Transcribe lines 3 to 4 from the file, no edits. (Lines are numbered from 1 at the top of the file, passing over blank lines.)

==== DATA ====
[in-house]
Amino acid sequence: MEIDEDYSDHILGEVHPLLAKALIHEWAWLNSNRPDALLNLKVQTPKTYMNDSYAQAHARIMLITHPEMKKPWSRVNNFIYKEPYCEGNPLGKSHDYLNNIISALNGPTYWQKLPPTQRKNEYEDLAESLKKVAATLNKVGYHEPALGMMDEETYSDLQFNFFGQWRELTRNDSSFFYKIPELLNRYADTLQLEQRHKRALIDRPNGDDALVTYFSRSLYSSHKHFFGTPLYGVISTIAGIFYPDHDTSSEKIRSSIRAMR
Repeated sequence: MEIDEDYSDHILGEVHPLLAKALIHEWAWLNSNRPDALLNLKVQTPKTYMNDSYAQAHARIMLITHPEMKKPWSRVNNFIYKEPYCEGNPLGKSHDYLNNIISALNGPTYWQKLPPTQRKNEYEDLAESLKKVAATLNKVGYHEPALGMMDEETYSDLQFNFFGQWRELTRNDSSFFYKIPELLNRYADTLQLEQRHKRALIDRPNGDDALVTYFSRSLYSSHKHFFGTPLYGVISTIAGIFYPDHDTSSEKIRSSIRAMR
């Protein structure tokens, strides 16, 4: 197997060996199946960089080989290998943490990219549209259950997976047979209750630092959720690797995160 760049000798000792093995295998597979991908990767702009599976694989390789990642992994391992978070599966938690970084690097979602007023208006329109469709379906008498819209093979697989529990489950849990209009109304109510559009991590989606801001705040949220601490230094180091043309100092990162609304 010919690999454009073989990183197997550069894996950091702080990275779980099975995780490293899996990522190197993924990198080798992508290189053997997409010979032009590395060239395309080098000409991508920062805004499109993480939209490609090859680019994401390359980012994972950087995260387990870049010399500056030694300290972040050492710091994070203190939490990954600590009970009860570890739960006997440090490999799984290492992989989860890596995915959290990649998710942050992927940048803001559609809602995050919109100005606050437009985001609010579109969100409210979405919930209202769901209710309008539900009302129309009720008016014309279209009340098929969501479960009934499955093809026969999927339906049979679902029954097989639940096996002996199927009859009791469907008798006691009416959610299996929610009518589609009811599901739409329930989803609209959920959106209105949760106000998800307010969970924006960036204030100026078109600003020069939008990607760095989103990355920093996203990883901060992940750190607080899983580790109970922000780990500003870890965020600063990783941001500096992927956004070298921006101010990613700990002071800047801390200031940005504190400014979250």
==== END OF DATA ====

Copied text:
Repeated sequence: MEIDEDYSDHILGEVHPLLAKALIHEWAWLNSNRPDALLNLKVQTPKTYMNDSYAQAHARIMLITHPEMKKPWSRVNNFIYKEPYCEGNPLGKSHDYLNNIISALNGPTYWQKLPPTQRKNEYEDLAESLKKVAATLNKVGYHEPALGMMDEETYSDLQFNFFGQWRELTRNDSSFFYKIPELLNRYADTLQLEQRHKRALIDRPNGDDALVTYFSRSLYSSHKHFFGTPLYGVISTIAGIFYPDHDTSSEKIRSSIRAMR
């Protein structure tokens, strides 16, 4: 197997060996199946960089080989290998943490990219549209259950997976047979209750630092959720690797995160 760049000798000792093995295998597979991908990767702009599976694989390789990642992994391992978070599966938690970084690097979602007023208006329109469709379906008498819209093979697989529990489950849990209009109304109510559009991590989606801001705040949220601490230094180091043309100092990162609304 010919690999454009073989990183197997550069894996950091702080990275779980099975995780490293899996990522190197993924990198080798992508290189053997997409010979032009590395060239395309080098000409991508920062805004499109993480939209490609090859680019994401390359980012994972950087995260387990870049010399500056030694300290972040050492710091994070203190939490990954600590009970009860570890739960006997440090490999799984290492992989989860890596995915959290990649998710942050992927940048803001559609809602995050919109100005606050437009985001609010579109969100409210979405919930209202769901209710309008539900009302129309009720008016014309279209009340098929969501479960009934499955093809026969999927339906049979679902029954097989639940096996002996199927009859009791469907008798006691009416959610299996929610009518589609009811599901739409329930989803609209959920959106209105949760106000998800307010969970924006960036204030100026078109600003020069939008990607760095989103990355920093996203990883901060992940750190607080899983580790109970922000780990500003870890965020600063990783941001500096992927956004070298921006101010990613700990002071800047801390200031940005504190400014979250």